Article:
The Wildlife Commission paid for the construction of the fishing pier and sidewalk using funds from the Sport


Rank (0) Views 592 On Fri, Jul 17, 2015 8:22 AM, 11 days ago



152 Anglers Statewide Win Prizes in National Fishing and Boating Week Drawing

RALEIGH, N.C. (July 17, 2015) — The N.C. Wildlife Resources Commission, along with Neuse Sport Shop and the N.C. Council of Trout Unlimited, presented two young anglers with lifetime licenses at the agency’s business meeting in Raleigh yesterday.

Hannah Ball, 12, of Deep Run in Lenoir County, received her unified lifetime sportsman license, and Faith Duncan, 10, of Madison in Rockingham County, received her lifetime comprehensive inland fishing license as part of a statewide drawing for participants in 36 kids’ “Fish for Fun” events, which were held earlier this summer in celebration of National Fishing and Boating Week 2015.

In addition to Hannah and Faith, 150 other young anglers across the state won fishing-related prizes — from rods and reels and tackle boxes courtesy of Neuse Sport Shop to mini-tackle boxes, fishing towels and fish playi


Rank (0) Views 1476 On Thu, Jul 16, 2015 3:47 PM, 12 days ago



RALEIGH, N.C. (July 16, 2015) — The N.C. Wildlife Resources Commission unanimously elected a new chairman and vice-chairman during its business meeting today to preside over the governing board of the state regulatory agency.

John Litton Clark, of Clinton and the District 4 commissioner, will serve as chairman. John T. Coley IV, of Holly Springs and a Governor At Large Appointee, will serve as vice chairman.

Clark replaces James W. Cogdell of Norwood, who is the District 6 commissioner. Coley replaces Clark, the newly elected chairman.

The 19-member Commission establishes policies and regulations governing boating, hunting, trapping and inland fishing, and wildlife-conservation activities in North Carolina. Appointments to the Commission are made by the Governor, the Speaker of the State House and the President Pro Tempore of the N.C. Senate, with commissioners serving until reappointed or replaced.

As required by General Statute, at the first scheduled meeting a


Rank (0) Views 515 On Thu, Jul 16, 2015 1:56 PM, 12 days ago



RALEIGH, N.C. (July 16, 2015) — Jeff Beane, a well-known naturalist and dedicated conservationist, received the Thomas L. Quay Wildlife Diversity Award at the N.C. Wildlife Resources Commission’s business meeting in Raleigh today.

The Commission presents the Thomas L. Quay Wildlife Diversity Award, one of its most prestigious honors, annually to individuals who make outstanding contributions to wildlife diversity in North Carolina and who are considered leaders in wildlife resources conservation.

Beane, who has been the collections manager for herpetology at the N.C. Museum of Natural Sciences since 1995, accepted the award, along with a framed print, from Gordon Myers, the Commission’s executive director.

“Mr. Beane has distinguished himself as an individual who has made long-lasting and far-reaching contributions to wildlife diversity in North Carolina,” Myers said.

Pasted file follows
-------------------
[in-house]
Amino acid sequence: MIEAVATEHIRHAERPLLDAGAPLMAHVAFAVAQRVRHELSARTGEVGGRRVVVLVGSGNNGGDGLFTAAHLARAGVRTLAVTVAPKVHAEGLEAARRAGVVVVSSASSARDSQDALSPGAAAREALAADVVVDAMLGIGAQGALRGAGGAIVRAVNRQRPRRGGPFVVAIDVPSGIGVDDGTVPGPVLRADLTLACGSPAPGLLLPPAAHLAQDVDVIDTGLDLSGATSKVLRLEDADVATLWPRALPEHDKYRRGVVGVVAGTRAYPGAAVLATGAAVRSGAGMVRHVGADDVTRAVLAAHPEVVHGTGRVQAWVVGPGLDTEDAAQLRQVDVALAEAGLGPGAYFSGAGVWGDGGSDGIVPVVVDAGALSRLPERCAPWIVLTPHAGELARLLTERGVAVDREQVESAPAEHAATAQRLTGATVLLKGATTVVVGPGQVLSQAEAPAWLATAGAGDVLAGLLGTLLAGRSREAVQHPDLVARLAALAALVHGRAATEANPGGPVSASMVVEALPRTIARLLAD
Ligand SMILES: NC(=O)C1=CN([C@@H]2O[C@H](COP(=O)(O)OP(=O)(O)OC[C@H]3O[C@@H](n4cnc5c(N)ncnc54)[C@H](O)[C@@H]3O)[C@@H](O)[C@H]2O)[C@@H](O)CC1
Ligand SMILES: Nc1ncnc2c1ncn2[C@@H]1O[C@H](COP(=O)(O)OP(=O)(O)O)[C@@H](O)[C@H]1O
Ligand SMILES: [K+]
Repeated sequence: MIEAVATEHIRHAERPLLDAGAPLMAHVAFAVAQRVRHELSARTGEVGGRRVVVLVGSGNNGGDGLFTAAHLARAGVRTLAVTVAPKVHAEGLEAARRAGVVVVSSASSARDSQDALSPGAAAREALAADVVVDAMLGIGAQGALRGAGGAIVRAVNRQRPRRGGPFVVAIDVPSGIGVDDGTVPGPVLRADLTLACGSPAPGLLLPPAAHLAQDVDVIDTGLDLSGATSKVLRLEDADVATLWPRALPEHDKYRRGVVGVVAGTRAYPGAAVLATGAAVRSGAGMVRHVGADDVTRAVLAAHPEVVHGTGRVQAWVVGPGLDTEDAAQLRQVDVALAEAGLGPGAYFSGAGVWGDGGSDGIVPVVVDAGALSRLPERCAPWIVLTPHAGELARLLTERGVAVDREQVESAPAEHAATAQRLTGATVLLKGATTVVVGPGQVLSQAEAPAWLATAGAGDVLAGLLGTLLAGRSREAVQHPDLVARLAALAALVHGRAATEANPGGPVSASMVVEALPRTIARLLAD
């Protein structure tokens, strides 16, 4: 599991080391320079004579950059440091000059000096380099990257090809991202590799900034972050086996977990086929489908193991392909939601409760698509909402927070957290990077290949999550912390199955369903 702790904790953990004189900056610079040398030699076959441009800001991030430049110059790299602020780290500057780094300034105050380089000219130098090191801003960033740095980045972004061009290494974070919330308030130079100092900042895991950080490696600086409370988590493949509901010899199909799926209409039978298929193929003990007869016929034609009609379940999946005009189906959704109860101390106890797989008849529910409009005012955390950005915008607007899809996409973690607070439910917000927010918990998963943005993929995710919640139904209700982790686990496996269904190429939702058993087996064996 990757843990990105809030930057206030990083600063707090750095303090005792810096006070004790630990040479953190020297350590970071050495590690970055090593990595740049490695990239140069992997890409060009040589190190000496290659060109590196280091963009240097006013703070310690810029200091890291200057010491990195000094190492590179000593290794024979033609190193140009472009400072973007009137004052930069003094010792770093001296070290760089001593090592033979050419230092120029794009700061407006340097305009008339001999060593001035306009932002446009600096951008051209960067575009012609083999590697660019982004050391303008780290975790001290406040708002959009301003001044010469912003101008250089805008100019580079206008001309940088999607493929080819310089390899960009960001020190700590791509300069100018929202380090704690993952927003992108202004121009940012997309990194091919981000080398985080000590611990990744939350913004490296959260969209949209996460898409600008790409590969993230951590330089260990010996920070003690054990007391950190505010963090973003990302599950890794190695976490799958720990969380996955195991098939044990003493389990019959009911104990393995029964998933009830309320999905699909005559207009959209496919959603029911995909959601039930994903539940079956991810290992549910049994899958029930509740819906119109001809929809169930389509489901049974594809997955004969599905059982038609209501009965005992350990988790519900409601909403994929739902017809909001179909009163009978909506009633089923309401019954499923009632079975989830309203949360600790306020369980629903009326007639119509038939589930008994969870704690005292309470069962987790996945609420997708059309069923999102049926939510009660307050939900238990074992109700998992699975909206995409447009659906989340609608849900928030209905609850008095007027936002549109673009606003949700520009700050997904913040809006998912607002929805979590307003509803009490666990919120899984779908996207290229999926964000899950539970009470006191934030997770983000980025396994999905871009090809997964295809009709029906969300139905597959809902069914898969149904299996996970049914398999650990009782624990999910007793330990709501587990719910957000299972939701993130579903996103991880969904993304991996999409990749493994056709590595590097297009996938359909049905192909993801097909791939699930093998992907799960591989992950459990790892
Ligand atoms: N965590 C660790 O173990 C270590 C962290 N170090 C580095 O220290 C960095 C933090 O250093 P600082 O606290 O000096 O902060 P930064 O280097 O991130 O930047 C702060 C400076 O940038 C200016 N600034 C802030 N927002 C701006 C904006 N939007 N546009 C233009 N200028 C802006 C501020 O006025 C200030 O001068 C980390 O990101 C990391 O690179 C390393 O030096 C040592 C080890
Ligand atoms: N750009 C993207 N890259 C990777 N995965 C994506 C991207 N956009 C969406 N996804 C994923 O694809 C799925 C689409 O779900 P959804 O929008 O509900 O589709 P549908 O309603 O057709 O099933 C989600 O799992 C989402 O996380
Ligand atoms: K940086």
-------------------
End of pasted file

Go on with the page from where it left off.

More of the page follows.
Beane is well known in conservation circles for his love


Rank (0) Views 606 On Thu, Jul 16, 2015 7:05 AM, 12 days ago



HIGH POINT, N.C. (July 16, 2015) — The N.C. Wildlife Resources Commission, along with the City of High Point, recently renovated the public fishing area at the marina on Oak Hollow Lake.

Staff constructed a universally accessible, T-shaped fishing pier on the 800-acre lake. The pier, which is 60 feet long and 48 feet wide at the top of the “T,” has high and low handrails to make it easier for children and anglers in wheelchairs to cast. Staff also constructed a universally accessible sidewalk that connects the pier to an existing accessible parking area.

The lake offers a unique opportunity for anglers to target both striped bass and hybrid striped bass that are stocked yearly by the Commission. Anglers also can expect to find an excellent largemouth bass fishery, as well as fisheries for black crappie, bluegill and catfish. 

Oak Hollow Marina provides free loaner rods and reels for the day through the Wildlife Commission’s Ta


Rank (0) Views 3443 On Wed, Jul 15, 2015 2:16 PM, 13 days ago



RALEIGH, N.C. (July 15, 2015) – As sightings of alligators become more numerous in North Carolina, the N.C. Wildlife Resources Commission is offering tips on how to co-exist peacefully with these large reptiles.

While they may look scary and intimidating, alligators are, for the most part, shy and secretive, preferring to spend their time sunning along the banks or lurking just beneath the surface of waters in coastal North Carolina.

However, as the human population continues to grow and wildlands used by alligators continue to be developed, interactions between the two are inevitable. When interactions do occur, there are several steps people can take to prevent conflicts with alligators. The first thing people should do when seeing an alligator is also the easiest — nothing.

“If you spot an alligator, simply leave it alone and it will typically move on within a few hours to a couple of weeks,” said Jeff Hall, a biologist with the Com


Rank (0) Views 124 On Wed, Jul 15, 2015 9:26 AM, 13 days ago



RALEIGH, N.C. (July 15, 2015) — The N.C. Wildlife Resources Commission is conducting a prescribed burn today on the following game land:

WHERE: One location:

Suggs Mill Pond Game Land –  70 acres in Bladen County.  GPS coordinates:  79.5701, -78 40.0’, 5 miles northeast of White Oak

WHAT:  Prescribed burn to reduce pine litter and undesired vegetation, and to stimulate growth of native vegetation to benefit wildlife.

WHEN: July 15, 2015

CONTACT:  For questions, please contact:

Hannah Whitley

Processing Assistant V

Division of Engineering and Lands Management

Phone: (919) 707-0363

 

MORE INFO:  Learn why the Commission conducts prescribed burns by reading our “Prescribed Burns Benefit Wildlife” blog.